Australasia 2023: Australasia Today
Since 2003 Australasia has seen continued political stability, with no significant military events occurring after the 2006 Fijian coup. The region also avoided the main impacts of the Global Financial Crisis of 2008 and the COVID-19 pandemic, although whether it will remain this lucky into the future is less certain.
17 May 2004 Kingdom of Me´ekamui▲
Rejecting the peace agreement with Papua New Guinea, Bougainville rebel Francis Ona had himself crowned as King Frances Dominic Dateransy Domanaa of Me´ekamui (an old tribal name for Bougainville) and continued to reign in the interior of southern Bougainville. When Ona died in July 2005, he was succeeded by Noah Musingku, who became King David Peii II of the “Twin Kingdoms” of Me´ekamui and Paapala. Musingku proceeded to hire Fijian soldiers to train his guards and provide security, funding his efforts through dubious online financial schemes. Despite official condemnation, he was still operating in late 2020, mainly because many of the authorities had invested in him.
4–7 Dec 2006 2006 Fijian Coup▲
In December 2005 a political dispute broke out in Fiji between the government and the military when the government attempted to pardon some participants in the 2000 Fijian coup. After a year-long crisis, the military seized control of police facilities in Nasinu and Suva on 4 December 2006. Despite some resistance by the government, chiefs, and churches, military leader Frank Bainimarama assumed control of the country over the following days.
2 Apr 2007–30 Jul 2008 Subprime mortgage crisis▲
During a boom in housing construction, the bundling and improper rating of high-risk mortgages caused the United States bond market to crash in 2007. The ensuing financial crisis sent the US economy into the Great Recession, with the stock market crashing a year later.
22 Feb 2011 2011 Christchurch earthquake▲
A 6.3 Richter scale earthquake struck the Canterbury Region, New Zealand, 10 km south-east of the center of Christchurch, New Zealand’s second-most populous city. The quake caused widespread damage across the city, killing 185 people and badly damaging buildings and infrastructure. The subsequent exodus of people from Christchurch would see it fall behind Wellington to become the third most populous urban area in New Zealand.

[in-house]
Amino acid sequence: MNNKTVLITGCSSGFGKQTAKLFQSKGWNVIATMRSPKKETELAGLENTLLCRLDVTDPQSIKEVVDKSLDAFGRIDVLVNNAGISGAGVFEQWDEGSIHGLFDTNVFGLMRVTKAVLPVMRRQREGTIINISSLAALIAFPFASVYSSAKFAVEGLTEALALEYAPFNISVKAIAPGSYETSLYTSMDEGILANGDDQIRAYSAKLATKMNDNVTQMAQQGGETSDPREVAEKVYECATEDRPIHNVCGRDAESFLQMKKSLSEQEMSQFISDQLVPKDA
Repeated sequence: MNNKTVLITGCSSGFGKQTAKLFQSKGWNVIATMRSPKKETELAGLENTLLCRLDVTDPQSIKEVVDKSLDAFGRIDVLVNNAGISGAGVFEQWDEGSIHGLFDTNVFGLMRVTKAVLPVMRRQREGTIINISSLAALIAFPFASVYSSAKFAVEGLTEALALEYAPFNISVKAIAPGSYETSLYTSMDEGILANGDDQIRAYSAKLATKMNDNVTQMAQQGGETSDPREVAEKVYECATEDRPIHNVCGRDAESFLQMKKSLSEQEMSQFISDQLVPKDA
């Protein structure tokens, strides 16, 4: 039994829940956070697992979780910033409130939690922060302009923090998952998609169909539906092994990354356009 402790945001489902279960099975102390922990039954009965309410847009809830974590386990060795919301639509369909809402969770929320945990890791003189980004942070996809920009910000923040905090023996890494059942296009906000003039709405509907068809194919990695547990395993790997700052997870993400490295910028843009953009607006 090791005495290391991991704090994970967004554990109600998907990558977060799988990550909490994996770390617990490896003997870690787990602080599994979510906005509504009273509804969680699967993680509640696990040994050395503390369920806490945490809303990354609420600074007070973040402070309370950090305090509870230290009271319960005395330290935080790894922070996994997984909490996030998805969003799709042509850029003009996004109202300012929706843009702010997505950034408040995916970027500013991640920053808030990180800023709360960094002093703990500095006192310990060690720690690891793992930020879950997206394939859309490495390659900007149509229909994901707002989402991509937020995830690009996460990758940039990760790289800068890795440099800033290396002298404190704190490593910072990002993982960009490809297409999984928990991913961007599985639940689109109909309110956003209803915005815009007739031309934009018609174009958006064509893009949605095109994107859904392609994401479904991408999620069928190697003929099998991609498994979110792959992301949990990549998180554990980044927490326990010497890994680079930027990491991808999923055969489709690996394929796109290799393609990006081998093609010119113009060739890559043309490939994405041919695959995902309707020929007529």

15 Mar 2019 Christchurch mosque shootings▲
On 15 March 2019 a gunman attacked Al Noor Mosque in Christchurch, New Zealand, during Friday Prayer before moving on to attack nearby Linwood Islamic Centre, live-streaming the first attack to Facebook. The attacks killed 51 people and injured 49, making it the deadliest mass shooting in New Zealand history. A 28-year-old Australian man and alleged white supremacist was apprehended shortly afterwards and charged with murder and terrorism.
6 Sep 2019–3 May 2020 2019–20 Australian bushfires▲
From September (early spring) 2019 a series of wildfires broke out across eastern Australia and by December—over a month before the height of summer—had already broken records to become the most destructive bushfires in Australia’s recorded history. Although the direct human death toll was only 34 people, 445 died from smoke inhalation and the fires burned an estimated 18.6 million hectares, destroyed over 9,350 buildings, and killed approximately 3 billion terrestrial vertebrates. Attributed at least in part to Climate Change, the fires sent a smoke cloud larger than the contiguous United States across the South Pacific.
23 Nov–7 Dec 2019 Bougainvillean independence referendum▲
In November to December 2019 an independence referendum was held in Bougainville, a restive autonomous region of Papua New Guinea (PNG) centered on Bougainville Island. Choosing between greater autonomy within PNG and full independence, 98.31% of voters opted for independence. In July 2021, after negotiations, the Prime Minister of PNG and the President of Bougainville announced that they had agreed on the independence of Bougainville by 2027, pending ratification by the parliament of PNG.
25 Jan 2020–pres. COVID-19 in Australasia▲
The first cases of the COVID-19 coronavirus pandemic were reported in Australia in January 2020, but it was largely contained until 2021–22 by the closure of international borders (aided by the region’s natural isolation), the careful implementation of lockdowns, and, from early 2021, widespread vaccination programs. By mid-January 2023 Australia had reported 17,712 deaths, New Zealand 3,621, Fiji 883, Papua New Guinea 669, French Polynesia 649, New Caledonia 314, and Solomon Island 153. Through strict border controls, many of the smaller Pacific islands evaded the pandemic altogether until around 2022.
20 Dec 2021–15 Jan 2022 Hunga Tonga–Hunga Haʻapai eruption▲
In December 2021 the recently formed submarine volcano of Hunga Tonga–Hunga Haʻapai in Tonga began a series of eruptions, culminating on 14–15 January 2022 when a major eruption hurled ash some 58 km (36 mi) into the air, causing widespread damage to the island kingdom and triggering tsunamis across the Pacific. The blast, which was audible as far away as New Zealand and Alaska, was both the most powerful volcanic eruption and the biggest atmospheric explosion recorded since the Krakatoa eruption of 1883.